Climb Mt. Kilimanjaro

For people like us, to gaze at a mountain is to wish to climb it. And Mt. Kilimanjaro is among the great views — and opportunities — in the world of mountaineering. Although it is very high, a great challenge and capped with glaciers, it is also approachable to the novice. And in the hands of Embark and our experienced guides, you will have the ultimate Kilimanjaro experience: safe, thrilling, and once in a lifetime.

A sign points the way on Mt. Kilimanjaro.
A camp site on Mt. Kilimanjaro.
A tent and a hiker in orange admiring the view of Mt. Kilimanjaro.
Hikers in the Dendrosenecio kilimanjari woodlands.
Dendrosenecio kilimanjari trees in the fog.

Highlights

  • Hike the less traveled, remote Lemosho Route up Africa’s highest mountain
  • Experience a remarkable crew of guides and porters, rated as some of the best on Kilimanjaro
  • Sleep near the summit in the highest camp on Kilimanjaro
  • Climb with a company that specializes in the Western Breach, Lemosho Route and Crater Camp

Description

As you trek above the clouds and into the shimmering snows of Mt. Kilimanjaro along this remote, secluded Lemosho Route, you steal breathtaking glimpses of the base of volcanic cone and Kibo Peak’s south-facing glaciers. At 19,341 feet, Mt. Kilimanjaro is among the world’s gentlest high summits, and its awe-inspiring views are maximum reward. Climbing Mt. Kilimanjaro, also known as the “Everyman’s Everest,” is one of the great adventures in the world.

Opting for the road less traveled (fewer than 10 percent of people climb Mt. Kilimanjaro via the Lemosho), Embark offers a climber’s dream combination: a high success rate with very low traffic. Climbing Mt. Kilimanjaro with Embark means enjoying a high ratio of guides to clients with expert climbing expedition gear on a summit that can be climbed by an adventurous person in fit shape.

At Embark, our philosophy is that you aren’t climbing this mountain to march among hordes of people; you want to have a true climbing experience, culminating with a summit experience followed by a safe return.

Itinerary Summary

Day 01: Arrive at night
Day 02: Full day in Moshi
Day 03: Full day in Moshi
Day 04: Londorossi Gate / Mti Mkubuwa
Day 05: Mti Mkubwa / Shira 1 Camp
Day 06: Shira 1 Camp / Shira 2 Camp
Day 07: Shira 2 Camp / Lava Tower
Day 08: Acclimatization Day (This is very important!)
Day 09: Lava Tower / Arrow Glacier
Day 10: Arrow Glacier / Uhuru Peak / Mweka Camp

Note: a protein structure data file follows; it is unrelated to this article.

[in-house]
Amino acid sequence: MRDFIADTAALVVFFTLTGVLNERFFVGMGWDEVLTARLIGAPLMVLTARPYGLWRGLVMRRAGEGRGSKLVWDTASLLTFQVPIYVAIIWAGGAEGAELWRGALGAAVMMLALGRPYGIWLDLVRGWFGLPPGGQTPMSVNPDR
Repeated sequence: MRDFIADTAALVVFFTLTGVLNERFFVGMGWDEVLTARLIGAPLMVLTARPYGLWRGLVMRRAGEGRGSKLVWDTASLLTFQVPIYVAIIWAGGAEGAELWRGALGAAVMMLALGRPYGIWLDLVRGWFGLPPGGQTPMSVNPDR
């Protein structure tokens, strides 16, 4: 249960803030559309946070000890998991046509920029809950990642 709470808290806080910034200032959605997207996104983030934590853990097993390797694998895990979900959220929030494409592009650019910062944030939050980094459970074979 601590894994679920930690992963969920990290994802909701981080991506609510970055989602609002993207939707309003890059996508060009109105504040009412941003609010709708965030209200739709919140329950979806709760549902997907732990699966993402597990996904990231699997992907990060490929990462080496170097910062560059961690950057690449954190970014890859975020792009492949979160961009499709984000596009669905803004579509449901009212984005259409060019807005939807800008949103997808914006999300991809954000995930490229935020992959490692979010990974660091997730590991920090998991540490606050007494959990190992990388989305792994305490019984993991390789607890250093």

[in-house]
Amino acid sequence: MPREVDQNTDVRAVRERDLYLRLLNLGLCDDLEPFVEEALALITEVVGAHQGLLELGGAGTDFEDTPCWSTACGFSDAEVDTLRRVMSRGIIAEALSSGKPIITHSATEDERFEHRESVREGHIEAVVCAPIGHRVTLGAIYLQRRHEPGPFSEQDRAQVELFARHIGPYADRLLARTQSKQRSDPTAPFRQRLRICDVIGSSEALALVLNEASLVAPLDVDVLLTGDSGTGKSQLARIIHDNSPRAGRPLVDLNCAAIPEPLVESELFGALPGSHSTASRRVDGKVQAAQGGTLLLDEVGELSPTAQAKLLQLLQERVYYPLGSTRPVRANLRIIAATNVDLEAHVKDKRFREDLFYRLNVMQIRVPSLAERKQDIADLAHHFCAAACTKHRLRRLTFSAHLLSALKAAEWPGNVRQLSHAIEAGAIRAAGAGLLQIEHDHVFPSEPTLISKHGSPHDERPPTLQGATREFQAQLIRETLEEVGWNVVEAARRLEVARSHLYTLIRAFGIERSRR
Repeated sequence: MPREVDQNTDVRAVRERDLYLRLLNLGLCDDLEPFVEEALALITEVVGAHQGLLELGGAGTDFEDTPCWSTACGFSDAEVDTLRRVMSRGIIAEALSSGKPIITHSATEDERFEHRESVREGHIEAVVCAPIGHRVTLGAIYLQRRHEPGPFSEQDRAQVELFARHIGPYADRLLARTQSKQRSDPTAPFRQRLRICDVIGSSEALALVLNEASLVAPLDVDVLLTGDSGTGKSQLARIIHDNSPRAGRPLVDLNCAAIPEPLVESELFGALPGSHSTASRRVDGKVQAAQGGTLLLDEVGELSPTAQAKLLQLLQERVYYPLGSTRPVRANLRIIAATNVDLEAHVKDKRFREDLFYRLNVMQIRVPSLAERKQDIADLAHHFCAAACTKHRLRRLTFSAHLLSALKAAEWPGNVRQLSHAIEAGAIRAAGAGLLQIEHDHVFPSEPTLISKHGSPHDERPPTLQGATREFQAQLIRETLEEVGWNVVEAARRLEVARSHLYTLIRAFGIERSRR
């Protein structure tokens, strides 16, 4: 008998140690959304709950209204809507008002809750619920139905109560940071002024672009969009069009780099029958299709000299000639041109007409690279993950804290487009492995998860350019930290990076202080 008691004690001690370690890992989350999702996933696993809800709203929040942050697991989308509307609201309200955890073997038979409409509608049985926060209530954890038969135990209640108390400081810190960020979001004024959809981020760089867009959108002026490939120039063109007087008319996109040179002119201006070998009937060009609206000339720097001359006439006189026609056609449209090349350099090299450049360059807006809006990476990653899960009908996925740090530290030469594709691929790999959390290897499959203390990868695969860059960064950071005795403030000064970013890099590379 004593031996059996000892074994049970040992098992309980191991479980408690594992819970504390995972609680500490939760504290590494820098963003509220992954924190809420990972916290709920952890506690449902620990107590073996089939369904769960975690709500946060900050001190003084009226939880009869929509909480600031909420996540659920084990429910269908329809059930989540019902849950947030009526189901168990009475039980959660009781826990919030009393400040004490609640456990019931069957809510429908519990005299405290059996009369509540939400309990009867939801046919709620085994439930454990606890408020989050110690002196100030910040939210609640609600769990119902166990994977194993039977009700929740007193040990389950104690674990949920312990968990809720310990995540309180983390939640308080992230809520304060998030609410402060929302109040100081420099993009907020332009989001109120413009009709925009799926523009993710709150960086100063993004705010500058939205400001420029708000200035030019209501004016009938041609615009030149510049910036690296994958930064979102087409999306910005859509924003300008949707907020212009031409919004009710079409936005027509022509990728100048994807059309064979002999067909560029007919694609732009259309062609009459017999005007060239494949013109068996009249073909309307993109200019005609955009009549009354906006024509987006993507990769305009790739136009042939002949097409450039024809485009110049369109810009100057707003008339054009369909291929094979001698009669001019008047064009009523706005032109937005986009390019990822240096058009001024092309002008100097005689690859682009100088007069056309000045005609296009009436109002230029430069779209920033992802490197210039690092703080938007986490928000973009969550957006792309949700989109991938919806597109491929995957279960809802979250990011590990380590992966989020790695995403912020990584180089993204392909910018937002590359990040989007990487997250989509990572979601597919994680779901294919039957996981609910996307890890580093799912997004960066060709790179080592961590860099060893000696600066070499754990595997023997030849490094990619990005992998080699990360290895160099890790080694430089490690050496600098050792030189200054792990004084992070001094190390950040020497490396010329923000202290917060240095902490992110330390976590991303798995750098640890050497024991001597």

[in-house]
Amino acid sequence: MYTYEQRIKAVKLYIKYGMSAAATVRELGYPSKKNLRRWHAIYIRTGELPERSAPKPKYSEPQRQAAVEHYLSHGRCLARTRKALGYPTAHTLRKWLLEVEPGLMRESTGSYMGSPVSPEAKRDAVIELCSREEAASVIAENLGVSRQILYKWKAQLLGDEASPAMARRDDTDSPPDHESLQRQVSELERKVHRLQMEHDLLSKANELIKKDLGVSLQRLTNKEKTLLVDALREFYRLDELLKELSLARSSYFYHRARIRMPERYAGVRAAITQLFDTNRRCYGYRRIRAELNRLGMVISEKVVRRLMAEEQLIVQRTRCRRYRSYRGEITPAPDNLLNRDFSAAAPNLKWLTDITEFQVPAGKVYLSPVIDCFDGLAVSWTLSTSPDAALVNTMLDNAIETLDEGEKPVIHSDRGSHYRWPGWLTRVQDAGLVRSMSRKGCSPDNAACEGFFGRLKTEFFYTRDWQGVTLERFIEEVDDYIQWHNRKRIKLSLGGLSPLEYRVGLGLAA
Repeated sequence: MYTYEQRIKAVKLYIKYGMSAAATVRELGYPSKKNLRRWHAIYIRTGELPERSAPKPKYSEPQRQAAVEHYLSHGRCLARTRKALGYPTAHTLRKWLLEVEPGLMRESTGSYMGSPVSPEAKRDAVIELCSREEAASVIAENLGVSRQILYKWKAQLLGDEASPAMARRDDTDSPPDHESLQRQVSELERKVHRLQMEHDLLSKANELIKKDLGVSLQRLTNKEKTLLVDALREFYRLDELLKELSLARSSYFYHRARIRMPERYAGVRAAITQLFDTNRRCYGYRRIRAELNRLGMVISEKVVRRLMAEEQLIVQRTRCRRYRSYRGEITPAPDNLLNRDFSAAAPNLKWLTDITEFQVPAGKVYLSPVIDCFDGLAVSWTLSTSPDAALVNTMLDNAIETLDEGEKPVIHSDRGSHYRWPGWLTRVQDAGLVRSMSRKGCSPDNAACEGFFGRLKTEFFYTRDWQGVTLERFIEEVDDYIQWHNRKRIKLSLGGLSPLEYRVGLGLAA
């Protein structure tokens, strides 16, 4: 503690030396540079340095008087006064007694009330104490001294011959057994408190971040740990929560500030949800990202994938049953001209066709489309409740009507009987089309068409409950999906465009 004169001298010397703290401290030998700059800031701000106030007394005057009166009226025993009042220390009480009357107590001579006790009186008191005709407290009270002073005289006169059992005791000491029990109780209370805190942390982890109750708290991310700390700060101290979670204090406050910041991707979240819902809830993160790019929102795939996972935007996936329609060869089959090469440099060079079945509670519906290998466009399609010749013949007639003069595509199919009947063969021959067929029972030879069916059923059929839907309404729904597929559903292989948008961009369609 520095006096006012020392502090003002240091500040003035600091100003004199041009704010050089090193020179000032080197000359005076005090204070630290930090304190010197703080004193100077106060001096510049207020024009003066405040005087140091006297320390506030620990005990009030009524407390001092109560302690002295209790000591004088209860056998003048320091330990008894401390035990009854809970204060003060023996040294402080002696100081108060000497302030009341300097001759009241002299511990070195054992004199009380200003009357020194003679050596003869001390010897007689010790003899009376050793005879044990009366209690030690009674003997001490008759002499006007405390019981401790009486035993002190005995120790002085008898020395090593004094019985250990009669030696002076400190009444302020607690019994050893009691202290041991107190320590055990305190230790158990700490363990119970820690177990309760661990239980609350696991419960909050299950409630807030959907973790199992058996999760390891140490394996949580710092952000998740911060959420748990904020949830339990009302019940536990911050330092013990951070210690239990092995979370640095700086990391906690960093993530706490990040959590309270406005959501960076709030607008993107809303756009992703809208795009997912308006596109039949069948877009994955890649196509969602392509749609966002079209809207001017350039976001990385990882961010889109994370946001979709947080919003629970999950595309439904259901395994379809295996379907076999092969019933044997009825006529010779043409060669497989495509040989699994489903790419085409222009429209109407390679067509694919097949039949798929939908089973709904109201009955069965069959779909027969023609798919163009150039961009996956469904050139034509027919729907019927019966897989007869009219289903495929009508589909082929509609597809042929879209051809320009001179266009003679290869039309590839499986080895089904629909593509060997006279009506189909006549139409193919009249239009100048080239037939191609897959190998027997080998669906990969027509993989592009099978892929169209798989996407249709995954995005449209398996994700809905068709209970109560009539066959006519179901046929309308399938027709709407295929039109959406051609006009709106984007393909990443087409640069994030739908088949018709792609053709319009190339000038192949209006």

Day 11: Mweka Camp / Moshi
Day 12: Departure for safari or flight home

Frequently Asked Questions

Why should I travel with Embark?

We are a team that lives and breathes travel; we know what our clients want, and as such we see them as travelers, not tourists. We have organized hundreds of adventures around the world, focusing on destinations we know and understand.

Many companies provide region-standard trips; Embark goes above and beyond. We organize unique itineraries along the roads less traveled, designing adventures that allow our travelers to be pioneers and explore the depth of any given destination.

What is being on Kilimanjaro like?

Climbing Kilimanjaro involves long, arduous travel and the ascent of a mountain peak. Guides and porters will assist with almost all group gear, as well as in setting up camp and preparing meals. Each day you just carry what you need for that day.


How hard is it?

While we believe that anyone in good physical condition can climb Kilimanjaro, this trip is strenuous. While travel always entails some level of adventure and challenge, when we say “strenuous” we mean there will be long, difficult hikes; occasional significant physical barriers such as climbing; sleeping outside; and the chance of falling or some other injury. To complete this trip, especially with any enjoyment, one must be in peak physical shape.


What do we eat?

You’ll be served three meals per day, with plentiful portions. Specialty diets such as vegetarian or gluten-free are available on request. Breakfast will include things like eggs, meat, toast, oatmeal, dry cereal, juice, milk, and coffee or tea. Lunch, often boxed, will typically include a sandwich, chicken, fruit, a chocolate bar and juice. Dinner might be soup; potatoes, rice, or pasta; chicken or beef; vegetables; and milk, and coffee or tea.

Not included are snacks for the trail, such as bars, trail mix, and electrolyte drink mixes. If you like to hike with these, bring them!

Do I need a visa?

All visitors to Tanzania must have a visa, and there are two ways to obtain a tourist visa. You can get one ahead of time, but we recommend you simply get one on arrival at JRO Airport. The cost is $100, and it is cash-only. Further details can be found online at tanzaniaembassy-us.org.

What is the sleeping arrangement?

Typically we sleep two to a three-person tent, leaving you room to store your gear in the vestibule or tent. If you would like to sleep solo, this can be arranged, but we will need some notice.

What is included in the trip cost?

Your cost includes transportation, lodging, guide and porter fees, and most meals. While on the climb, all your meals are included, although you might want to bring some snacks that you like to have during the day. Before and after the climb you will have some time (and meals) on your own in town. Also not included in the cost is your airfare, souvenirs, and tips for the guides and porters.